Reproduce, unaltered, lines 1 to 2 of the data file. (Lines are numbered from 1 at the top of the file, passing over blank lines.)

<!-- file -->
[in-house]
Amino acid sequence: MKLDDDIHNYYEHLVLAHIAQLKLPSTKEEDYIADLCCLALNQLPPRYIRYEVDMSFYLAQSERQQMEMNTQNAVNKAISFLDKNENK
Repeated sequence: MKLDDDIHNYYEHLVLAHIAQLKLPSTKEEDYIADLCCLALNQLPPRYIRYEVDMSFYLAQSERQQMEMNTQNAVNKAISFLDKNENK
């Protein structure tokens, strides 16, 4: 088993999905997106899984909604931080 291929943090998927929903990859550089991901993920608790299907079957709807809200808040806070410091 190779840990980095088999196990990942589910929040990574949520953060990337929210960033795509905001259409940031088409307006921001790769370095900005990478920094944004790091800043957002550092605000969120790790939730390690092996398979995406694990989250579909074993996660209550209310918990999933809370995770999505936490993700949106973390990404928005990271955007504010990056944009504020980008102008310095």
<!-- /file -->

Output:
[in-house]
Amino acid sequence: MKLDDDIHNYYEHLVLAHIAQLKLPSTKEEDYIADLCCLALNQLPPRYIRYEVDMSFYLAQSERQQMEMNTQNAVNKAISFLDKNENK